So, if someone has a claimed IQ of 197, that would be about 6.467 standard deviations above the norm. That comes out to somewhere around 1 in 10 BILLION people. And keep in mind that age scaling requires comparison only with kids at the age of the test taker, so this guy's claim would require that the test had been normed against a large enough population of whatever age he took the test was to differentiate at a 1 in 10 billion level.

            Simply put, that's impossible, since there aren't that many people total on the planet.

            So -- the only explanation is that someone gave him an older form of the IQ test, which computed scores using that outdated formula of mental age / physical age. And that IQ formula was deprecated because it was shown to give stupid meaningless results. Which leads one to ask -- for a guy who claims to be so smart, why would he insist on citing a statistic that is meaningless and shows the person who administered the test was probably incompetent (since he/she used an outdated formula that doesn't agree with modern norms)?

        • by hacker (14635)

          Then why does newspaper columnist Marian vos Savant have a recorded IQ of 228?

          https://en.wikipedia.org/wiki/... [wikipedia.org]

        • by nine-times (778537) <nine.times@gmail.com> on Tuesday August 12, 2014 @08:33AM (#47654301) Homepage

          Also, from what I've come to understand, IQ tests just aren't ultimately that useful for ranking the intelligence of smart people. At least, according to a few different psychologists that I've talked to, the main purpose of IQ tests, the reason they're used and considered valid, is in detecting developmental problems rather than detecting genius.

          So if someone scores a 160 as opposed to a 130, it gives some indication that the person is good at certain kinds of mental activity-- for example, spotting patterns in numbers and geometric shapes. That's about all you can really say, and it's ultimately not that meaningful. Of course, people who are really brilliant math/science types will likely do pretty well on these tests, but doing well on these tests does not make you a brilliant mathematician or scientist.

          Where the test is helpful is in seeing problems/deficiencies. If you test a child who gets a score of 70, then it's a pretty good indicator that he should be put into a special program. That's what the test is good for, and that's largely why they administer it. If you're an adult, lording your 150 IQ over someone who scored a 145, then you're an idiot. If you're citing your 197 IQ as some sort of qualification for something, it's that much dumber.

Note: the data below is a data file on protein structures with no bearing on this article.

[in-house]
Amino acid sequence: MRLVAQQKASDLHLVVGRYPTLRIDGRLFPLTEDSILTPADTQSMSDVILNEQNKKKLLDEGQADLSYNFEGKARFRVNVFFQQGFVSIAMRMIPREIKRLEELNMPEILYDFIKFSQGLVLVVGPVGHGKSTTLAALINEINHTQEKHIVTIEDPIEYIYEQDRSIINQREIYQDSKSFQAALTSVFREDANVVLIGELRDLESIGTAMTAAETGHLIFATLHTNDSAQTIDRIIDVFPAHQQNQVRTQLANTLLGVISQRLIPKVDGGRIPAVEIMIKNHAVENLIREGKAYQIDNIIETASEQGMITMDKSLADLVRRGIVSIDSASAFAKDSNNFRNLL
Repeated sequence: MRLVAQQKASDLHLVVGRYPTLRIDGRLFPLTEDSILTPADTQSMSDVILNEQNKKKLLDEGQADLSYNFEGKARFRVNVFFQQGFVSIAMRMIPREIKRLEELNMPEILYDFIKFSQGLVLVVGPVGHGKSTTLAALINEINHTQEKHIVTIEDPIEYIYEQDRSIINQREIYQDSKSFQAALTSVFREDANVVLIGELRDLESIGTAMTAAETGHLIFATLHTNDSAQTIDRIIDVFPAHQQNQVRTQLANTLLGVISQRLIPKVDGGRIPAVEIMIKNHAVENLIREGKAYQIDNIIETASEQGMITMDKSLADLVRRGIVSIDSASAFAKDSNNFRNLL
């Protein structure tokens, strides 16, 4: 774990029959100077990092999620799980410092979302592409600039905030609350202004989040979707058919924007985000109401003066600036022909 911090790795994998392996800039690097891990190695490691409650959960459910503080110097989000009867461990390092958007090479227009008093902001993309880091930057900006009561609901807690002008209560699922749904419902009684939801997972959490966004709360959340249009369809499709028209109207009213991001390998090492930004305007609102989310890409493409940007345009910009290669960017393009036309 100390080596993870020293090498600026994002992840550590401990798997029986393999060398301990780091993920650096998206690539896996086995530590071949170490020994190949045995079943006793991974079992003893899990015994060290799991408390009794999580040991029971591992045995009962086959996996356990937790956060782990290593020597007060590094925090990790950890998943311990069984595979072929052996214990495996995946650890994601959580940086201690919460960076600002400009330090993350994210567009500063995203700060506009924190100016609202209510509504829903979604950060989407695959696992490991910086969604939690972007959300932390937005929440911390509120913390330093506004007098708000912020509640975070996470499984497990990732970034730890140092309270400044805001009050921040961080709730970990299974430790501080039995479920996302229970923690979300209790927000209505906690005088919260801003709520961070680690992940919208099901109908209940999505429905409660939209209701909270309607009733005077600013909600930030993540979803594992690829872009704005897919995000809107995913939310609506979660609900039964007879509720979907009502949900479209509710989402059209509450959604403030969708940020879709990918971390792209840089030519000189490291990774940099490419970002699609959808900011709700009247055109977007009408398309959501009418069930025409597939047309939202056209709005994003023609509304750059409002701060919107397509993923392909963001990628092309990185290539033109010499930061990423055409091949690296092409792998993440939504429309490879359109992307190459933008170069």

• Re: (Score:3, Funny)

        by fellip_nectar (777092)
        Meh. It's only the same IQ as 197 PE Teachers.
      • Re: (Score:2, Interesting)

        by Anonymous Coward

        I was tested back in 1981 and was technically "off the chart", which made it difficult for the test proctors to fill a box on the form. So, they were basically forced to estimate my IQ, probably through extrapolation from my other tests. For what it's worth, *my* estimated score was 189.

        I also started my first company at 13 and have started and sold several since then. At a relatively young age, I wised up and distanced myself from my 'black hat' personas and handles. I became an consultant and I curren

    • by Swoopy (101558)

      There's obviously been a bit of kissing the Blarney stone involved in how this story came together.

    • by PopeRatzo (965947)

      Or, as we know from The Man Who Shot Liberty Valance, "This is the West, sir. When the legend becomes fact, print the legend."

    • We like like the idea of the IQ score as a measurement. It is a number to say I am better then someone else.
      However people are complex and their IQ is only part of the overall person. Very successful people have average or even below average IQ's as well. They can compensate it with Physical abilities, strong influential personality, or just knowing who to ask for answers and good guidance for better decisions.
      A person with a High IQ and they know about it use it as a crutch to make them feel superior to

  • by Nyder (754090) on Tuesday August 12, 2014 @12:36AM (#47652875) Journal

    And he's not in jail, so sure, he's a genius. But are his exploits legendary? Well, much like fishing stories, I take hacking stories have more elaborations then truth.

    • by Xest (935314) on Tuesday August 12, 2014 @05:41AM (#47653609)

      You're right:

      From http://www.irishtimes.com/cult... [irishtimes.com]